Our Stance: More violence won't fix Ferguson
If you haven't heard about Ferguson, you probably live under a rock. Or at least you don't watch the news or pay attention to social media.
In Ferguson, Missouri, 18-year-old Michael Brown was shot six times and killed by a white police officer, Darren Wilson, on Aug. 9. Brown was an unarmed, black male.
The morning of the shooting, Brown and a friend were suspected of stealing a box of Swisher Sweets Cigars from Ferguson Market and Liquor. It was later released that Wilson had no knowledge of the robbery, but he was responding to a nearby, unrelated call. Wilson saw Brown and his friend walking in the street and yelled at them to get on the sidewalk. The police reported that either Brown or his friend assaulted Wilson and there was a struggle over the officer's weapon. Wilson fired shots and Brown was shot in the middle of the street.
The next day, protesters gathered outside of the Ferguson Police headquarters because residents feel that this was an unfair treatment of the black community. The protests have spread to other places, like Howard University in Washington, D.C. Additionally, the "HandsUp UCF" protest will be held on Aug. 27.
"A lot of black organizations on campus had gotten frustrated with the Ferguson situation and wanted to do something to impact the situation and cause some sort of change," UCF sophomore Isel Bedgood, who will be involved with the protest, said.
Every night, protesters have gathered in Ferguson with a mix of sometimes peaceful protests and sometimes violent protests. There have been gunshots, Molotov cocktails, looting and other acts of violence. Police in riot gear have responded with arrests, tear gas, rubber bullets and even police dogs. Now, the National Guard has been called in.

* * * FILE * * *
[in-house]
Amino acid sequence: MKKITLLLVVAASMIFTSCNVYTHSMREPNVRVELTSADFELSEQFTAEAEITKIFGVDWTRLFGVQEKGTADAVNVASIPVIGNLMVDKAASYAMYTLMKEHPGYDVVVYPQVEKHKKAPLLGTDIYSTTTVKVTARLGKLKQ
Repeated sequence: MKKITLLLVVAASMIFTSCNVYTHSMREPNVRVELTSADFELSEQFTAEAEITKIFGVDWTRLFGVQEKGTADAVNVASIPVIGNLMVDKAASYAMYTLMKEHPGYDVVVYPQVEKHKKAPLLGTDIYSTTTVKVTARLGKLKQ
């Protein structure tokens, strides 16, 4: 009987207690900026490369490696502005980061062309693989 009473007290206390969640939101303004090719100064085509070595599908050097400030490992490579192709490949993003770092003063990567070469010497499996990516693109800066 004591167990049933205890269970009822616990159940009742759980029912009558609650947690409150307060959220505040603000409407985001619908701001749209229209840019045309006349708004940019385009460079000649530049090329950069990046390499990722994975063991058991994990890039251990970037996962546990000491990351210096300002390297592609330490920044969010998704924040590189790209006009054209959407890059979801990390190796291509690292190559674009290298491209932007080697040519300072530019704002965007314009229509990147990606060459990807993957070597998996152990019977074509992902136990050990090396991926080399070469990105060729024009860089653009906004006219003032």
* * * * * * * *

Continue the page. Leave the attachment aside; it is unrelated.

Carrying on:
Brown's death is a travesty. Violence is not a helpful solution. It doesn't make a problem go away and it doesn't make anyone feel better in the end. Someone besides the victim always loses when there is violence.
In Brown's case, there are witness reports that he was shot while he had his hands up. This is unacceptable. No one should be shot six times when they're unarmed and while they have their hands up in surrender.
There has even been some comparison between Brown and Trayvon Martin, the unarmed teen who was shot by George Zimmerman in Sanford. In 2012, Martin was shot by Zimmerman, who was acting as a neighborhood-watch volunteer. Protesters gathered to show their displeasure with the way Sanford police handled Martin's case, but all of the protests were peaceful. Martin's mother, Sybrina Fulton, wrote a letter to the Brown family, in which she said that she wished she could say "it will be alright," but she could only pray "because their lives are changed forever."
And while this is heart-wrenching and tragic, we think there is an even bigger problem that can arouse from this.
This is not a "cops vs. civilians" problem. This isn't an "authority vs. citizens" problem.
One questionable officer does not make all officers questionable. Just because one person uses poor judgment does not mean that every officer would respond the same way.
And the officers who are shown in full riot gear are doing their jobs trying to protect stores from looters and keep protesters and by-standers safe. And maybe there's a better way they could be doing this.
But there are officers who are just as outraged by the death of Brown as any other protester, like Missouri Highway Patrol Capt. Ron Johnson, who walked with protesters to show his support.
Something can be learned from events like Brown and Martin. But this situation, and others like it, shouldn't create a distrust with the authorities. They're there to keep citizens safe and most of them do a good job.
Take a second to imagine what life would be like without the authorities.